The school year is winding down. You and your child are celebrating the gains made this year, the corner that was turned. Maybe your son finally started to show all his work in math or realized that he had to take a few notes when reading the science assignment. Perhaps your suggestions seemed to meet with less resistance, or there was less blaming of other people.

When progress has been made in school, summer is not a time for “taking off.” Summer learning loss has been recognized as an issue since the beginning of the last century. For students who struggle in school, the loss can add up to being several months behind when school begins in August or September. It is best to have a plan in place to continue the good work in reading, math and writing. 

If your student is able to get through her homework on her own, you may not have such a battle in the summer. But if you have fought all year to get the reading done, to use punctuation, edit writing, and memorize math facts, the independent study approach will not work for your child. (You know that!!) Think about how you will structure summer so the child is prepared for the start of school. It is likely that you will need to put structure in place to keep your child from losing ground.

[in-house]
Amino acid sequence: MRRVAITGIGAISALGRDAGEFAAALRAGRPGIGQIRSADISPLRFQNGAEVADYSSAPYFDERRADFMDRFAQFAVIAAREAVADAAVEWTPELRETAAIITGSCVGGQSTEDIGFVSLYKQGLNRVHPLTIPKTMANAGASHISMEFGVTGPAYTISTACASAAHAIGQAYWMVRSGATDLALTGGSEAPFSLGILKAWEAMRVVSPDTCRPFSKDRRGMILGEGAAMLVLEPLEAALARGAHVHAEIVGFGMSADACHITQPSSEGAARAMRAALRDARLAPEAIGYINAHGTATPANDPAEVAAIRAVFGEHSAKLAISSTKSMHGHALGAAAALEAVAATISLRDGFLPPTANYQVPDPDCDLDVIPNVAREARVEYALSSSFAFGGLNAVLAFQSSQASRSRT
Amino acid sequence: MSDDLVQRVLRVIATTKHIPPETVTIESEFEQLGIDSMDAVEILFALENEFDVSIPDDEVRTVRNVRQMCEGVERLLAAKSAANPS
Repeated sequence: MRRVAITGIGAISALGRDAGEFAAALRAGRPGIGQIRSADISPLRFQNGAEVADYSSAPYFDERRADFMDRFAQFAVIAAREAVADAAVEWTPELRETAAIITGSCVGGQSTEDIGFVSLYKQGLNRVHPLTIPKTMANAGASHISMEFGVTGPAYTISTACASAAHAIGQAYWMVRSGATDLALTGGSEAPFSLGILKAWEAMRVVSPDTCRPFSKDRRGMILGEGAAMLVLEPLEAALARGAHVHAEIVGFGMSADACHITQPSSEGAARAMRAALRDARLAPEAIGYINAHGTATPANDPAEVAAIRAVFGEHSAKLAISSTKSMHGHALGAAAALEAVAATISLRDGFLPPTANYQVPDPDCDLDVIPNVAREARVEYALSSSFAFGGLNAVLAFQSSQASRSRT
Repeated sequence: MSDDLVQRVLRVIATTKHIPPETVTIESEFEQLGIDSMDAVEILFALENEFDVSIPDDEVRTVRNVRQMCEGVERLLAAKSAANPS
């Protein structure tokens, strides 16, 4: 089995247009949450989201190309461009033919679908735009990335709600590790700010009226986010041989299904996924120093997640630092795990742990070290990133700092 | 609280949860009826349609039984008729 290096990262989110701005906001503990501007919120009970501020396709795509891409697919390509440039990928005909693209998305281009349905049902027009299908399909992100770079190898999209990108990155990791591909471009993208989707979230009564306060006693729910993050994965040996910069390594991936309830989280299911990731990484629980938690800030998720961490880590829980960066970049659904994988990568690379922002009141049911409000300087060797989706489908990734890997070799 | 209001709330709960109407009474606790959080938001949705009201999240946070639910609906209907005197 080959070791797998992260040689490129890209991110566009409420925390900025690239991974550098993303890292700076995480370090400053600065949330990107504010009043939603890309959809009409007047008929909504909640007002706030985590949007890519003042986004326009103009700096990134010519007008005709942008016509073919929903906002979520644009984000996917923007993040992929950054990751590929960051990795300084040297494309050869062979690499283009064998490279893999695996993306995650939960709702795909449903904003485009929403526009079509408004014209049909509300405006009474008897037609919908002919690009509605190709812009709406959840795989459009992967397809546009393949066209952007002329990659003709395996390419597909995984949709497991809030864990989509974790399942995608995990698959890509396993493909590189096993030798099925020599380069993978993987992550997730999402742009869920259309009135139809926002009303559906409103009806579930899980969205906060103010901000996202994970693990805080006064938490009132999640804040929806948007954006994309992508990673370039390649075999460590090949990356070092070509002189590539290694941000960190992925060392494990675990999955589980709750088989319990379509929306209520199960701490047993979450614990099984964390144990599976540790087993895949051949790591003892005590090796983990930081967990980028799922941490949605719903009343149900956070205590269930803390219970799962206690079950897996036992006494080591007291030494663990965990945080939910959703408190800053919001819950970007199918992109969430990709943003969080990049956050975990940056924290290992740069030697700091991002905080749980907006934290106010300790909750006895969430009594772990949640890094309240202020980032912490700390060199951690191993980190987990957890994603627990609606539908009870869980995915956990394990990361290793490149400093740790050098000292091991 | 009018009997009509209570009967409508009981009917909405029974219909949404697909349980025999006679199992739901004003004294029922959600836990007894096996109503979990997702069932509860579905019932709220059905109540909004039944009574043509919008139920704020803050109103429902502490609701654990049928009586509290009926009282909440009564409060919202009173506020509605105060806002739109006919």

Think about your outside resources. Can you hire a tutor? Is there a reading program at the library? Can a grandparent or other relative oversee math work or writing? Is there a program in your school district? Most of the time the most efficient work will be accomplished with someone other that you!

The first few weeks of school are always spent reviewing concepts from the previous grade. Without a structured plan, however, your child could be even farther behind than his peers. Academic work this summer can make the start of next year less stressful for you and your child.

Blogger Mary Ann Mulcahey, PhD, shares her expertise in assessment and diagnosis of learning disabilities and ADHD, and the social/emotional adjustment to those issues.

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